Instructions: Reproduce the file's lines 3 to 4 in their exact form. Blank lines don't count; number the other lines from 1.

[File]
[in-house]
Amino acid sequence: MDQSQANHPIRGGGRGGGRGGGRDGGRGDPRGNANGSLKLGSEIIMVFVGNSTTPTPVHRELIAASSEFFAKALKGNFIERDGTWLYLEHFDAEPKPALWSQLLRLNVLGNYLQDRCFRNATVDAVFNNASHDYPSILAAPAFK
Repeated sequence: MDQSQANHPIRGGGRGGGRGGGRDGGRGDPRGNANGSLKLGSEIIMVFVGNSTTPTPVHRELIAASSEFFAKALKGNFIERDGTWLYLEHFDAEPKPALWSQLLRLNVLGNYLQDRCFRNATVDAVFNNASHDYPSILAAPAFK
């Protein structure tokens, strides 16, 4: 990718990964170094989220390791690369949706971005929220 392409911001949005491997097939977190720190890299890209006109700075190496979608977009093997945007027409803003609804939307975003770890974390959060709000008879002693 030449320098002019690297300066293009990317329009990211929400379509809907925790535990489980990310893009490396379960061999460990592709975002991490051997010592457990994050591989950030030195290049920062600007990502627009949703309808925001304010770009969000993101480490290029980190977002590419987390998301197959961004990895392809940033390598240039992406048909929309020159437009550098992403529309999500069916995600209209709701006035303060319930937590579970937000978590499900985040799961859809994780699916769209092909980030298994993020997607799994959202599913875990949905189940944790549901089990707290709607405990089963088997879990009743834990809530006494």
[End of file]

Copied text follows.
Repeated sequence: MDQSQANHPIRGGGRGGGRGGGRDGGRGDPRGNANGSLKLGSEIIMVFVGNSTTPTPVHRELIAASSEFFAKALKGNFIERDGTWLYLEHFDAEPKPALWSQLLRLNVLGNYLQDRCFRNATVDAVFNNASHDYPSILAAPAFK
């Protein structure tokens, strides 16, 4: 990718990964170094989220390791690369949706971005929220 392409911001949005491997097939977190720190890299890209006109700075190496979608977009093997945007027409803003609804939307975003770890974390959060709000008879002693 030449320098002019690297300066293009990317329009990211929400379509809907925790535990489980990310893009490396379960061999460990592709975002991490051997010592457990994050591989950030030195290049920062600007990502627009949703309808925001304010770009969000993101480490290029980190977002590419987390998301197959961004990895392809940033390598240039992406048909929309020159437009550098992403529309999500069916995600209209709701006035303060319930937590579970937000978590499900985040799961859809994780699916769209092909980030298994993020997607799994959202599913875990949905189940944790549901089990707290709607405990089963088997879990009743834990809530006494």